How do you describe Group to new readers?

I say it's about how group therapy unf*cked my life.

The more complete spiel is that when I was 27, I found myself in a position where on paper my life was amazing, but inside, I was miserable. I'd already gotten into recovery [for an eating disorder]. I'd worked the steps. I eventually found myself in a therapy group with a very wacky therapist who transformed my life in ways I could have never guessed--and by means I would have never agreed to had I known at the outset what it would require of me.

How did you end up in that group with that "wacky" therapist?

I [was] at dinner one night with a woman who was successful, and there was just something about her. I knew that she had a heart like mine, she had struggles like mine, that she had an eating disorder. But she looked relaxed and radiant and at peace. At home in her skin. I wanted to know, "What is different about you?" She started talking about her therapist, and something about it tugged at me. I was interested, I was curious. What I saw in her was the beginning of her own transformation. And I wanted it. I wanted it for my own.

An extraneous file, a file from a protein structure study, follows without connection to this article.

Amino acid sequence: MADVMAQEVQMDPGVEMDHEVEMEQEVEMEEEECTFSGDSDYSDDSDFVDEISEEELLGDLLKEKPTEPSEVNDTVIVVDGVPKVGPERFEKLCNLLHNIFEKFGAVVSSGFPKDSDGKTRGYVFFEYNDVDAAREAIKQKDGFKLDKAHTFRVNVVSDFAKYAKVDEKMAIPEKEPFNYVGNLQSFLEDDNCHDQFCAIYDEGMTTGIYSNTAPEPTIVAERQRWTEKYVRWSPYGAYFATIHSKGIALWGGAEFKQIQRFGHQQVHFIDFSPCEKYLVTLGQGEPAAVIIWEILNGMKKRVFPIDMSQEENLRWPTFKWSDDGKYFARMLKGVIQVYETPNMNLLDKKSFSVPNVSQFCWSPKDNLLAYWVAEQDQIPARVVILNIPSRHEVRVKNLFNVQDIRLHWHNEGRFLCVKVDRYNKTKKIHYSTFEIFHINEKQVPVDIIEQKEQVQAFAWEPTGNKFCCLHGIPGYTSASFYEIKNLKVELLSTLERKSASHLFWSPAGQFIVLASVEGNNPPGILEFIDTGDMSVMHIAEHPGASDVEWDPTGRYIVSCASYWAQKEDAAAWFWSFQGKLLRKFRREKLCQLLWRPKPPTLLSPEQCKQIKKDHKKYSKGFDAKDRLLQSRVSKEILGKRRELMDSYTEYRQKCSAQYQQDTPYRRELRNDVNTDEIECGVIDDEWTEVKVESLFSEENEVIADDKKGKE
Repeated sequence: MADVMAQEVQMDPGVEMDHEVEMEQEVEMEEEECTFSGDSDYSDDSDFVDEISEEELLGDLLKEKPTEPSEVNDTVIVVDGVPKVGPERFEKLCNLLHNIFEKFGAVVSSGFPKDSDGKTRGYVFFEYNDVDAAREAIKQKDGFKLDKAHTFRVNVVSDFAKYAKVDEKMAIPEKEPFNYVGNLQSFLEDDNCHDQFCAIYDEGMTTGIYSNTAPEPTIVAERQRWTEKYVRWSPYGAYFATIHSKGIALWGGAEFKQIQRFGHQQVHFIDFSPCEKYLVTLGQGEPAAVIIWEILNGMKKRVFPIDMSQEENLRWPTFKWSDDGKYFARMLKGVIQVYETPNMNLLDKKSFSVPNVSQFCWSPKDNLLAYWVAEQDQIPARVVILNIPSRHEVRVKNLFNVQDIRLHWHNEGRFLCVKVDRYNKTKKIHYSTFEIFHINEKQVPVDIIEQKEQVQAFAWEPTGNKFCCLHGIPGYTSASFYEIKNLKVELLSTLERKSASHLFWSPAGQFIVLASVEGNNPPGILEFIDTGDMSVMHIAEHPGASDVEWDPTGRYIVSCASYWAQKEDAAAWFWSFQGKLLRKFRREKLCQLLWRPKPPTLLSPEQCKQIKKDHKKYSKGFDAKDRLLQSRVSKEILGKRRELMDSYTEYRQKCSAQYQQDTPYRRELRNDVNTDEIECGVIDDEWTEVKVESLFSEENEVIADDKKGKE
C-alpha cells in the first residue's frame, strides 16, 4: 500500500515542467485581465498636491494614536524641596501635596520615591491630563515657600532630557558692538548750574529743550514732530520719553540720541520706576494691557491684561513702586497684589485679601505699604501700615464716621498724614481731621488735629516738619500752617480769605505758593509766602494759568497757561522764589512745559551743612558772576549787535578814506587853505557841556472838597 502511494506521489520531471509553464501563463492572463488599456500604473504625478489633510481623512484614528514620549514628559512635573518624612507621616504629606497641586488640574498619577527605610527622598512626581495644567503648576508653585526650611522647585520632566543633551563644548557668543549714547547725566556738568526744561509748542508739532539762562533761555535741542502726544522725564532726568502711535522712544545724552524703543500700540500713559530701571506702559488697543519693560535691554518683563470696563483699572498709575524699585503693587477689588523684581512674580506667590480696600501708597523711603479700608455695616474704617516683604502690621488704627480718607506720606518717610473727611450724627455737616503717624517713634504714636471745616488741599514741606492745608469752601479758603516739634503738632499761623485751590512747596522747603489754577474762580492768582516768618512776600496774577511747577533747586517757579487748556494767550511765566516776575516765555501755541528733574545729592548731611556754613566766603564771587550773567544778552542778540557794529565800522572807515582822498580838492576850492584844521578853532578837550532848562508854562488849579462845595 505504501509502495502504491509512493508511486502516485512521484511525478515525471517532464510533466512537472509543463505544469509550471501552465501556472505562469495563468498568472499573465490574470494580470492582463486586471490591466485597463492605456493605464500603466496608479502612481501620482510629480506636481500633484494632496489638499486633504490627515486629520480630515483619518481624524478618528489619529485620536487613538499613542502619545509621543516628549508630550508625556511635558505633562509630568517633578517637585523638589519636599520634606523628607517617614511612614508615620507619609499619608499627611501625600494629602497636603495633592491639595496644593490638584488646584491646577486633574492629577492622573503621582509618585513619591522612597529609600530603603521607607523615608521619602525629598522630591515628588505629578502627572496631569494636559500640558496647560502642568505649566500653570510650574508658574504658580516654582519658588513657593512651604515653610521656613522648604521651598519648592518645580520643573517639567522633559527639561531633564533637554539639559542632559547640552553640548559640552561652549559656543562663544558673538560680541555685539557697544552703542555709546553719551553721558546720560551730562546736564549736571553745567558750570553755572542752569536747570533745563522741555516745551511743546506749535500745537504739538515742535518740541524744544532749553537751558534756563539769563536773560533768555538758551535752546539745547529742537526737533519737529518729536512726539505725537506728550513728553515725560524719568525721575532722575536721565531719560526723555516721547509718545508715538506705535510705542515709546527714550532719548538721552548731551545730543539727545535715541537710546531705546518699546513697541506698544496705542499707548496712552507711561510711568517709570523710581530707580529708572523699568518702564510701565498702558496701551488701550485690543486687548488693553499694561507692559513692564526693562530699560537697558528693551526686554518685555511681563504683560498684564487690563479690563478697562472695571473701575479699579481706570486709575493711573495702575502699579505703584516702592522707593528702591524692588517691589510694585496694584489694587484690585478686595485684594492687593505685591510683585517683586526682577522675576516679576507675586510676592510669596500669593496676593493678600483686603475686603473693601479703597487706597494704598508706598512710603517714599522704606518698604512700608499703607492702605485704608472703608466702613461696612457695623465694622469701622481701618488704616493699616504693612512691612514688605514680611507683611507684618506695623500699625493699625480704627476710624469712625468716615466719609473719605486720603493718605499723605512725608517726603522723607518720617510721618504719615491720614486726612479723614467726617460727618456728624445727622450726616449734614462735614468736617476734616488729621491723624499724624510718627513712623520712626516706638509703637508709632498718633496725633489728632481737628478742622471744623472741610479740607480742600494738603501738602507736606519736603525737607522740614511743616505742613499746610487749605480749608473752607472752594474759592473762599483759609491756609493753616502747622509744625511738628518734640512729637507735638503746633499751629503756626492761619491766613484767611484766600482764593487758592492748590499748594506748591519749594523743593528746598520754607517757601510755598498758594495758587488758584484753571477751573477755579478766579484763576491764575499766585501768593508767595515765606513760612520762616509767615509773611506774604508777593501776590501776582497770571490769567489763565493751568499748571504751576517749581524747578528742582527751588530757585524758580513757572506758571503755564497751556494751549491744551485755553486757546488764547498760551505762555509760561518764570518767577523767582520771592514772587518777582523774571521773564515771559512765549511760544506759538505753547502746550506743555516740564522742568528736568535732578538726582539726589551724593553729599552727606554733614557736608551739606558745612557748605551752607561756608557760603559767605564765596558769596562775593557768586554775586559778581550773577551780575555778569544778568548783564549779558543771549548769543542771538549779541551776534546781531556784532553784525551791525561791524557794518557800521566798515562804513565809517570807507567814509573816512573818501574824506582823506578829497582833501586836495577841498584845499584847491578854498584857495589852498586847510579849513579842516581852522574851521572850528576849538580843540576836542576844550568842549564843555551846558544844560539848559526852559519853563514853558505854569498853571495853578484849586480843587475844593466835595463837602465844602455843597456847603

One of the things that comes through very strongly in this book is the idea that keeping secrets--your own, or those of others--can hold back that kind of transformation. To that end, Dr. Rosen's groups really don't hold to any of the traditional concepts of privacy and confidentiality generally associated with a therapy setting.

Absolutely. It's very radical. And from what I understand within the world of group therapy practitioners, it's even unorthodox among them. I've met people who are in the field, and when they hear about norms of Dr. Rosen's groups, they are very nervous.

I understand that. I do. I still marvel at my own willingness to jump into this pool and be willing to make the necessary disclosures; it was terribly frightening.

I have recommended Dr. Rosen to friends and they've tried it and said it's not for them, which I certainly respect. If you are dealing with a trauma that you have held dearly and find very unspeakable, that you could tell seven people about it and that they might tell seven more people--that is something that doesn't work for everyone. But for people who are ready for something different, it seems like there should be more information about this. This is a tool, one that works for me, and for my groupmates. I hope people understand it as an option, if they find themselves ready and willing to take a new approach.

It's an option that gives participants space to really, fully, feel their feelings.